Effective Interventions in Criminal Justice

  • Damien O'Connor

Speech notes for address to Justice sector stakeholders on proposed changes to the criminal justice system. Prime Minister Helen Clark and Justice Minister Mark Burton also delivered speeches to the same gathering. Banquet Hall, Parliament

Thank you Prime Minister and Minister Burton, and welcome to you all.

As Minister of Corrections my focus will be on initiatives that affect the way we run our prisons and community-based sentences.

Prisons have an essential place in any society. They reassure law-abiding citizens that serious repeat offenders and hard-core criminals will be taken out of circulation. We will continue to do that.

Already the Labour-led Government has spent close to $1 billion to add 2100 new beds and to make our prisons secure.

But we also need other approaches. What this package does is fund a number of initiatives aimed at reducing re-offending rates by expanding rehabilitation and reintegration services.

Rehabilitation addresses the underlying causes of offenders’ criminal behaviour. Re-integration helps prisoners settle back into the community after their release.

These services work hand-in-hand to make the community safer.

Effective treatment and rehabilitation are critical when one considers the kinds of sobering facts driving crime, such as up to 60 per cent of offenders being affected by alcohol or other drugs at the time of their offending.

The rehabilitation of prisoners who are committed to turning their lives around will be improved through a number of proposals.

Today, we have announced that we will add two more drug and alcohol units over the next 18 months, bringing the total number operating in our prisons to six.

Corrections will also be establishing two new high-intensity special treatment units, which will challenge and treat offenders exhibiting multiple criminal behaviours including violence.

The kinds of programmes running in these units have been shown to reduce re-offending rates by up to a quarter compared to those that do not undertake the courses.

As I said at the beginning, when it comes to reducing re-offending, rehabilitation is only half of the equation.

Successfully re-integrating prisoners back into society at the end of their sentence is the other component.

Well-targeted re-integration services help prisoners prepare for their release and provide essential support during the crucial period when they are starting to find their feet.

Corrections is to improve the services it already runs by:
·Significantly increasing employment and training opportunities in prison; and
·Expanding the quantity and range of services for prisoners when released back into the community.

In particular, a huge amount of effort is being put into boosting employment and training opportunities.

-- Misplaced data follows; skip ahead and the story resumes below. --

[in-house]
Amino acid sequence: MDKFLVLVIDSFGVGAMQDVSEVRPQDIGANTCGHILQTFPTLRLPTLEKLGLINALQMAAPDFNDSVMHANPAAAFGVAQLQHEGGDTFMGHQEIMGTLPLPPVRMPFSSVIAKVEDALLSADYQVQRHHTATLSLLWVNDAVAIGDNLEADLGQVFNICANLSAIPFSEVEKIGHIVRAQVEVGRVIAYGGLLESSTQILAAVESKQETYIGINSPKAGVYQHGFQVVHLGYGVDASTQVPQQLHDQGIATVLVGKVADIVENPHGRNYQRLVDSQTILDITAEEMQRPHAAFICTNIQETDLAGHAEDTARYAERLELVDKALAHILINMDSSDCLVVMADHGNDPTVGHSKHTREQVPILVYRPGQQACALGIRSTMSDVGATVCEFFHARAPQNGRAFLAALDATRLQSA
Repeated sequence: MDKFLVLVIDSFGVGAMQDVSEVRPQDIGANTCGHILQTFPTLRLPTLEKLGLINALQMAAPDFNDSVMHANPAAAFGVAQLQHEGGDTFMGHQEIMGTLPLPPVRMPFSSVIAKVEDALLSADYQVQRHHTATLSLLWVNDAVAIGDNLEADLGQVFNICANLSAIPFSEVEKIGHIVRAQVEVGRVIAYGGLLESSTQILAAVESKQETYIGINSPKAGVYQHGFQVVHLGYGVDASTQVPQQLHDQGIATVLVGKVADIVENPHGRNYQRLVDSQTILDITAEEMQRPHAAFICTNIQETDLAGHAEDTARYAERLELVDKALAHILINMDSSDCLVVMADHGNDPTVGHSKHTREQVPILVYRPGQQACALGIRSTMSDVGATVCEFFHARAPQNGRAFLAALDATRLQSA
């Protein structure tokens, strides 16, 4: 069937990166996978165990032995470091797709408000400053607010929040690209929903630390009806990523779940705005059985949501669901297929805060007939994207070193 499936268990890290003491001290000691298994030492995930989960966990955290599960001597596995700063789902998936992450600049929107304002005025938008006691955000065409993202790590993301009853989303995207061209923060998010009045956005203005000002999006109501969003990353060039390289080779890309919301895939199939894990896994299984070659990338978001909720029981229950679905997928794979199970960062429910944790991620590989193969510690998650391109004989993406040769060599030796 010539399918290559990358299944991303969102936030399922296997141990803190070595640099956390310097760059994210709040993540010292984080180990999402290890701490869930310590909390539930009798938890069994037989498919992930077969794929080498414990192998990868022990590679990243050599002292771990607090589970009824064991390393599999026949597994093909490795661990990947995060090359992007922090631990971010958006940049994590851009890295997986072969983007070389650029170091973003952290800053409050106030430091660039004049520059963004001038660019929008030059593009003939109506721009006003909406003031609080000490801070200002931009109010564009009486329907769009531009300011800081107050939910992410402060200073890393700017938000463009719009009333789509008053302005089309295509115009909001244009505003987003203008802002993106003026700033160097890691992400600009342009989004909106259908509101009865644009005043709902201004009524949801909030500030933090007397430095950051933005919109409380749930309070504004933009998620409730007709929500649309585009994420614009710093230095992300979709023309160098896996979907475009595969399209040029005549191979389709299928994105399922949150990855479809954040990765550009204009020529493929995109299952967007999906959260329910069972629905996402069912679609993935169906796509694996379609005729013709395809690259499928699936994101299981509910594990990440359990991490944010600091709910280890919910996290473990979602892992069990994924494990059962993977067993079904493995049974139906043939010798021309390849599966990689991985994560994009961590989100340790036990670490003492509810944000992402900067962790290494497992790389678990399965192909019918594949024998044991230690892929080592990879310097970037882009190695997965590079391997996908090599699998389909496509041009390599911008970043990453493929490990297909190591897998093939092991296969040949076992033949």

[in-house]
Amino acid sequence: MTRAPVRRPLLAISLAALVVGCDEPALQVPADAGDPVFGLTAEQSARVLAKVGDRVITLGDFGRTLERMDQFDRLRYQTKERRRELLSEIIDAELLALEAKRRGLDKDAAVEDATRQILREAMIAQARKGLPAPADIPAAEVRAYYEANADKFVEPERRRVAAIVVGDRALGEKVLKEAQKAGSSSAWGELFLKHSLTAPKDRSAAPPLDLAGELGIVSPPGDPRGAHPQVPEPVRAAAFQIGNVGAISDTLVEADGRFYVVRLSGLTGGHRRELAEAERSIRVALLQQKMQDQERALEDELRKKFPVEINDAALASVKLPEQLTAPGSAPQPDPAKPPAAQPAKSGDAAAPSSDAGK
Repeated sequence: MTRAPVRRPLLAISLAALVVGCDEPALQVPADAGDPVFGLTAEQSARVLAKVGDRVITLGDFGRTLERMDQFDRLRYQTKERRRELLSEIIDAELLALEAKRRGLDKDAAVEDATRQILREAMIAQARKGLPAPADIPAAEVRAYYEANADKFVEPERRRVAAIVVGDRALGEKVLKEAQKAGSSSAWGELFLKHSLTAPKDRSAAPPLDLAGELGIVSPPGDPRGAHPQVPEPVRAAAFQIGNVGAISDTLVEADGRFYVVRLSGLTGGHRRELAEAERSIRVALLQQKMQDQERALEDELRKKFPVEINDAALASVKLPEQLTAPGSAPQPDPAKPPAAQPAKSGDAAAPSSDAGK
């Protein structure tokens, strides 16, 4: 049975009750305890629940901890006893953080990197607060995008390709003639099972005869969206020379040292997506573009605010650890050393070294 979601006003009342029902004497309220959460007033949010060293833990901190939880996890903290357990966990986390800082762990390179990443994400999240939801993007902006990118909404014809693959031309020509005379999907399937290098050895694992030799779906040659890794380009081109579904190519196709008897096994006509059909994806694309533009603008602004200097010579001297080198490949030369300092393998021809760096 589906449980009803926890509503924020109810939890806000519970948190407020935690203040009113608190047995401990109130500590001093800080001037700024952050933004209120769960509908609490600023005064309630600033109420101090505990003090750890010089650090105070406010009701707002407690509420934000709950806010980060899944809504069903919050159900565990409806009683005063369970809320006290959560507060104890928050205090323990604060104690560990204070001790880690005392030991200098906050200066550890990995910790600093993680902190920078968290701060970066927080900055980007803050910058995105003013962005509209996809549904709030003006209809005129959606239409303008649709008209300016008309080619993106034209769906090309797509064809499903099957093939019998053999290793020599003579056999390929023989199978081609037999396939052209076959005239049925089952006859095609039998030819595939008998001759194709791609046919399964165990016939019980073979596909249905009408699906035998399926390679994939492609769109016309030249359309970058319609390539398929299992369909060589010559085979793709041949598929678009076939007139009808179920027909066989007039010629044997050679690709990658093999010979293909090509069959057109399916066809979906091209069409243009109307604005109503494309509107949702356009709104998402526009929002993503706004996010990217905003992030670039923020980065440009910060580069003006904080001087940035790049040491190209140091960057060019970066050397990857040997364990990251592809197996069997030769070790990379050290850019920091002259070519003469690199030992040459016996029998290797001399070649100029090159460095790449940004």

New money has been budgeted for this initiative.

There are solid reasons for taking this approach. Research shows us that the majority of sentenced prisoners have never been in paid employment before entering prison.

We also know that meaningful and sustainable work after release has a significant impact on re-offending rates.

The Prisoner Employment Strategy 2006 – 2009, which the government launched in May, clearly lays out how we are going to carry out this important task.

The types of industries that are expected to have close involvement include: plant nurseries, construction, forestry, farming, light engineering, textiles and timber processing.

The target is to increase participation in employment activities of all eligible prisoners over the next three years from the current 40 per cent of prisoners to 60 per cent.

Likewise the number of prisoners gaining NZQA qualifications is expected to significantly increase.

Once released from prison, wrap-around services, delivered by Corrections and other government and non government agencies, will help prisoners find accommodation, find work and manage relationships and personal finances.

These initiatives will deliver results.

Corrections estimates that these measures will reduce the need for 100 prison beds by 2012.

In addition, new money has been budgeted for Corrections to boost treatment programmes for offenders serving community-based sentences.

These will include more domestic violence programmes to combat a jump in offending in this area, and an expansion of Tikanga Maori programmes.

Targeted interventions at this stage go a long way towards reducing the likelihood of offending escalating to a point where prison becomes the only option.

Finally, providing prisoners greater access to mental health services and gambling treatment programmes are other areas the government is actively working on.

These areas involve the Ministry of Health, district health boards and Corrections strengthening partnerships and service delivery.

In summary, the initiatives I have just outlined describe how Corrections will help deliver a more effective criminal justice system. It will also have a key role in implementing the wider range of community sentences announced earlier by my colleague Mark Burton.

The department has already made a good start, but there is plenty still to do. I am absolutely sure it will achieve the goal of reducing re-offending, and help make the community safer.

I’d now like to hand you to Law Commission President Sir Geoffrey Palmer.

Thank you.

The Effective Interventions website has background information, including reference documents and factsheets: